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The risk of playing religion straight

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IF REAL LIFE wasn't tough enough for the Episcopal Church — an IRS investigation of a parish, secession threats, gender and sexuality controversies — a new television program depicts a priest in freefall.

According to "The Book of Daniel," which debuted Friday on NBC, sex, drugs and martinis loom larger in a cleric's life than hunger, poverty and unemployment. In the premiere, Daniel Webster, the rector of a suburban New York Episcopal parish, contended with pill popping, drug dealing, embezzlement, extramarital sex and a longhaired Jesus figure who could front a grunge band.

The litany of sin was enough to spark a new skirmish in the culture wars. Even before the show aired, the conservative American Family Assn. launched a letter-writing campaign to NBC executives complaining that the program "mocks" Christianity.

This misses the point. "The Book of Daniel" doesn't disparage Bible-believing Christians. Instead, it demonstrates the difficulty of turning serious religion into entertainment. Religion can be played as sentimental, spooky or satire, but doing it straight — think "ER" repotted in a synagogue — is hard to pull off.

In large part, this is because we treat religion as a special case. Whether we're atheists, agnostics, secularists or believers, we all hold religious leaders to higher standards. Doctors, lawyers and politicians can be noble and flawed — isn't that why we love Jack Bauer ("24"), Gregory House ("House") and the late, great Leo McGarry ("The West Wing")? But imagine any of these characters with a collar or a kippa, and tell me it doesn't make you squirm.

Maybe because we see priests, rabbis and imams as stand-ins for the divine, we expect more of them.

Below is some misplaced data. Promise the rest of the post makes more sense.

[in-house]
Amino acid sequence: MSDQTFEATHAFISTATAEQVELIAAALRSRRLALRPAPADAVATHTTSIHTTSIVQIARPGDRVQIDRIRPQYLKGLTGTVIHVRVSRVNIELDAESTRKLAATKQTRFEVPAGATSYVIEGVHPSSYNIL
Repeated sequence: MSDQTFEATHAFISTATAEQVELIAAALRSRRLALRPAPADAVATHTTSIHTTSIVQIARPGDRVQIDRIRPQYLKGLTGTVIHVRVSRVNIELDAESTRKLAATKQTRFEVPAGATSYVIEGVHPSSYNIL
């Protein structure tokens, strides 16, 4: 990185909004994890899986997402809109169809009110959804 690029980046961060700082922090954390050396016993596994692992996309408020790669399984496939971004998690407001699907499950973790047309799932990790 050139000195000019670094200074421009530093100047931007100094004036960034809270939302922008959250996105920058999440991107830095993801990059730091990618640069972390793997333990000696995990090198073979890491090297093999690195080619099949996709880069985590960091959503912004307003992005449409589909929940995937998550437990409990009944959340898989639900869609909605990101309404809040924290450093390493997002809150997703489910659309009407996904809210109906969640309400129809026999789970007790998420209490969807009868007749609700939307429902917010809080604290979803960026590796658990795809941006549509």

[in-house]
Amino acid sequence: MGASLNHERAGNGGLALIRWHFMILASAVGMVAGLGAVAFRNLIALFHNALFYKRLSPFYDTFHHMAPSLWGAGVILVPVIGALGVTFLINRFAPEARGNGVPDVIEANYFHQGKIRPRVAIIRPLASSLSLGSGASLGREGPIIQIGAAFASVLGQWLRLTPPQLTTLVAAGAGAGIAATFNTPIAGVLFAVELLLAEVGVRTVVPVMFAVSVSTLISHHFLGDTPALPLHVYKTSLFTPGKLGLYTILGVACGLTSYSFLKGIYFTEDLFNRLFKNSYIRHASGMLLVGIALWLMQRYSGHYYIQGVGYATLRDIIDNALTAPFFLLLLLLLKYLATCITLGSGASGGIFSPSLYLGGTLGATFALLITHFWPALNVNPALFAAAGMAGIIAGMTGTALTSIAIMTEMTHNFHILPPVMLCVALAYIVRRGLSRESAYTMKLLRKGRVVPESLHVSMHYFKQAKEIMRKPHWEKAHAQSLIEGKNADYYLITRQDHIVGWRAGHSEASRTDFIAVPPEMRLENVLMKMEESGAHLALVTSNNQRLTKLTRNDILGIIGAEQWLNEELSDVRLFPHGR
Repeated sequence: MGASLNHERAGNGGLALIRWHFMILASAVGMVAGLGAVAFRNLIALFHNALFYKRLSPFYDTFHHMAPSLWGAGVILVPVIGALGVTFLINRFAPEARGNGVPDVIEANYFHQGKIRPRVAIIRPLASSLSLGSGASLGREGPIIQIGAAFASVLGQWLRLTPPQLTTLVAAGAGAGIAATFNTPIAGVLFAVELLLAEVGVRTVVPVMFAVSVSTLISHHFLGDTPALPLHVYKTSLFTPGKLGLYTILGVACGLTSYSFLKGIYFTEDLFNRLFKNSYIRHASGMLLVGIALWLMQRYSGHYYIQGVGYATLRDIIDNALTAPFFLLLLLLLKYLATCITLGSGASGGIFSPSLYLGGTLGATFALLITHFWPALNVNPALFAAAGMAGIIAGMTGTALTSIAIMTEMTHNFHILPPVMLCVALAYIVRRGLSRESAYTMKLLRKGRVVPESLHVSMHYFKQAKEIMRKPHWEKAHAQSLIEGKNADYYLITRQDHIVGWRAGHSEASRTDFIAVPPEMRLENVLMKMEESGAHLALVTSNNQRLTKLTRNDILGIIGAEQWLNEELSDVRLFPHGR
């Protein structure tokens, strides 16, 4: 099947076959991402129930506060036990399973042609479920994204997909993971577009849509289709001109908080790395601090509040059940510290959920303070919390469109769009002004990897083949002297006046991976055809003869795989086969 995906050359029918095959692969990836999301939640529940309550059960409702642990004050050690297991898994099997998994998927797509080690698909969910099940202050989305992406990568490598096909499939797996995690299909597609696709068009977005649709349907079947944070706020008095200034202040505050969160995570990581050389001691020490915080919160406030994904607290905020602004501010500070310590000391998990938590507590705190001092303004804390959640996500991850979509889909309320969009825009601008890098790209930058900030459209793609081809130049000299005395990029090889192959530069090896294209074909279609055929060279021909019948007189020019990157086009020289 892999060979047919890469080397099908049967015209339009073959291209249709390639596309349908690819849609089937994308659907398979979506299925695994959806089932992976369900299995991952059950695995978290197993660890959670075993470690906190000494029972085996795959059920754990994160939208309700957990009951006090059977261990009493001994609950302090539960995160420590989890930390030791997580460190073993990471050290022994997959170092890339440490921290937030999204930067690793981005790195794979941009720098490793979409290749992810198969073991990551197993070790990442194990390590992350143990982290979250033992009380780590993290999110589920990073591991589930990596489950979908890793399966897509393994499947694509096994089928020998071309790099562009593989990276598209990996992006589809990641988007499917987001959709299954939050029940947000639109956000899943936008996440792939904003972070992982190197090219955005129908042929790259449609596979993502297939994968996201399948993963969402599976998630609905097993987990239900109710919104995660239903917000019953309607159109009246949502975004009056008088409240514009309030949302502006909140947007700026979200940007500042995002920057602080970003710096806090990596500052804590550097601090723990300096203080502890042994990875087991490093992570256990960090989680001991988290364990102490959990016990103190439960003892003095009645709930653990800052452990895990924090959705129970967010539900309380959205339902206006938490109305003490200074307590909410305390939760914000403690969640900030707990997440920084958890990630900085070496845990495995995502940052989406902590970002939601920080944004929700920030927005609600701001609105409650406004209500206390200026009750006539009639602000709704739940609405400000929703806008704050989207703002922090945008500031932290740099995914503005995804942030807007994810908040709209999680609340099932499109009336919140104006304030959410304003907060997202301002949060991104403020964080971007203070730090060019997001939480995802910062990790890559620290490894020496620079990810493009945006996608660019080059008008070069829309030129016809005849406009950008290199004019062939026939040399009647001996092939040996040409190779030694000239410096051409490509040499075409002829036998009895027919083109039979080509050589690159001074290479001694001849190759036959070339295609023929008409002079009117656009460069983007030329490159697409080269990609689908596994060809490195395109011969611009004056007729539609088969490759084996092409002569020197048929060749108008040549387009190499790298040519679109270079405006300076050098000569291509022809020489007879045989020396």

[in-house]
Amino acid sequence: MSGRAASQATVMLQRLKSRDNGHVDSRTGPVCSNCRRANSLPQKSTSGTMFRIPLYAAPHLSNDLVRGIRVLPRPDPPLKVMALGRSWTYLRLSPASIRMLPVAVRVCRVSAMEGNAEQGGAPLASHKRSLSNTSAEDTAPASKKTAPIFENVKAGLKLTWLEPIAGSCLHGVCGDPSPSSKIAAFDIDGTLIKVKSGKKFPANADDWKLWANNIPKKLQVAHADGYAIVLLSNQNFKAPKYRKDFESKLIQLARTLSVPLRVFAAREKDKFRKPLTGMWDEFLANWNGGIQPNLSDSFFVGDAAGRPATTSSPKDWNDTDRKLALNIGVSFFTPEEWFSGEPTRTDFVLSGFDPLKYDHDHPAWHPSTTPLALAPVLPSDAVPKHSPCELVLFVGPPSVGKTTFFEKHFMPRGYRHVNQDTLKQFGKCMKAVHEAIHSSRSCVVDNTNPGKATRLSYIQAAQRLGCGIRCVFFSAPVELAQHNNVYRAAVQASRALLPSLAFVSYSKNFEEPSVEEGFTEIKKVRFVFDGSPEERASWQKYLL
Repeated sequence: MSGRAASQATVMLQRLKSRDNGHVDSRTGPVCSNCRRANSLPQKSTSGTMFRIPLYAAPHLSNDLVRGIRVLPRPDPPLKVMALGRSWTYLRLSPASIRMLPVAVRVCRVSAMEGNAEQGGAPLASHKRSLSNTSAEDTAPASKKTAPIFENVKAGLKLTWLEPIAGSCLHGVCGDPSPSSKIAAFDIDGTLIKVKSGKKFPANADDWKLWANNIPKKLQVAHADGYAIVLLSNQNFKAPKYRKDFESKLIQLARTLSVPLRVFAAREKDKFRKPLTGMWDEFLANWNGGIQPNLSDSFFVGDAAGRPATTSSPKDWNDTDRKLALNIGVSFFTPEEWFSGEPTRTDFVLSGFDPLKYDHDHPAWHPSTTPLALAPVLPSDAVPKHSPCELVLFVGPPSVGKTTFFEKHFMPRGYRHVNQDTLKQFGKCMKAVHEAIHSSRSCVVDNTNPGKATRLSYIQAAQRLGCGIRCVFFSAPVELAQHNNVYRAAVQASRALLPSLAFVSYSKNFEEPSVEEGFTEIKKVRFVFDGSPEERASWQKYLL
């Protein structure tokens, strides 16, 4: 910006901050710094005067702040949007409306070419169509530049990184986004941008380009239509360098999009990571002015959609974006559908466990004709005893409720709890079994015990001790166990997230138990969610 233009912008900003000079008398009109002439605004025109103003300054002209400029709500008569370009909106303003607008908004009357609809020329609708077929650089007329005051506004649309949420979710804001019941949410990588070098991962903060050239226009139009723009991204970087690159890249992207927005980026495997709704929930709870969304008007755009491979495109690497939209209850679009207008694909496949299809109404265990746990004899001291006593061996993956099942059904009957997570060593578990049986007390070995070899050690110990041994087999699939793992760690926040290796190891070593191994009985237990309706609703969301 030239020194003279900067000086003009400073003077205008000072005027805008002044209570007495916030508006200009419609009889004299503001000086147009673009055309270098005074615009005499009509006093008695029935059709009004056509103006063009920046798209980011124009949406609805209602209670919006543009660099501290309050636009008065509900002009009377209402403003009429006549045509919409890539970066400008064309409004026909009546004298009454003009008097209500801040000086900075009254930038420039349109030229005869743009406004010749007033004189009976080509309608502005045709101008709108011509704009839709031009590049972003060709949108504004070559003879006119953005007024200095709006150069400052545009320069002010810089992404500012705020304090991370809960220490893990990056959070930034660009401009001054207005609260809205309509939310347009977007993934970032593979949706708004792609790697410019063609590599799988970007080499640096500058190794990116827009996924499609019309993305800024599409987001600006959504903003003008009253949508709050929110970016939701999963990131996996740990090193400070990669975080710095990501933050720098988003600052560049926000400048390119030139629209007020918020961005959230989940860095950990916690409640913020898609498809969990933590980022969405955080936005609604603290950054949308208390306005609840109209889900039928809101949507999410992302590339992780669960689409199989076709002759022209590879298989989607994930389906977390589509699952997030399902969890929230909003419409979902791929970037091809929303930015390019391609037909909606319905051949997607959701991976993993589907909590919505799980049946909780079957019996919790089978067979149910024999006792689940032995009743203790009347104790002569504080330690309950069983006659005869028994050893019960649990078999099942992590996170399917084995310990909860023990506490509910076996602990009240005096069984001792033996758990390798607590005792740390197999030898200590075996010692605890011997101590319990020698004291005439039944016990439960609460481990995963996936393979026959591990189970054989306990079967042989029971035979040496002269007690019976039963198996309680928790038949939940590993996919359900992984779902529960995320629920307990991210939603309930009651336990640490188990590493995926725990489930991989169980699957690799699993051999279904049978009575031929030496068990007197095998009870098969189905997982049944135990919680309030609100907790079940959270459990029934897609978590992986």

"The Book of Daniel" frustrates our expectation.

At the heart of the show is a poignant dilemma: Daniel's basic decency is compromised at every turn. Seeking strength, cheap grace or maybe just a moment's peace, he pops pills, his integrity dangling precipitously each time he reaches for a prescription painkiller.

The crush of problems he confronts within his family would try the patience of a saint, which may explain why he is forever fingering the medicine bottle. His daughter sells pot, and his teenage son is having sex with the daughter of the church's warden. His father, a bishop, is censorious, the diocesan bishop is critical, and his congregants are demanding. His brother-in-law has absconded with his secretary after embezzling church funds intended for a new school, and his sister-in-law is a flake with a penchant for "threesomes." His mother has Alzheimer's, he has lost a son to leukemia, and his confidant, a Catholic priest, has Mafia connections.

There's an element of schadenfreude in watching the miseries of the ruling class — we're in moneyed-mansion, country-club, African-American-housekeeper territory here. But the show's narrative excesses don't entirely explain my discomfort with it. I'd like to see "Daniel" struggling more with his ministry — but in the public sphere. What would Daniel do with IRS investigators, seceding congregations and culture warriors?

"Life is hard," Jesus tells Daniel, and the rector's psychic bruises remind us that the practice of faith comes at a cost. We're just not accustomed to seeing a man of God pay the price.

Copyright © 2014, Los Angeles Times
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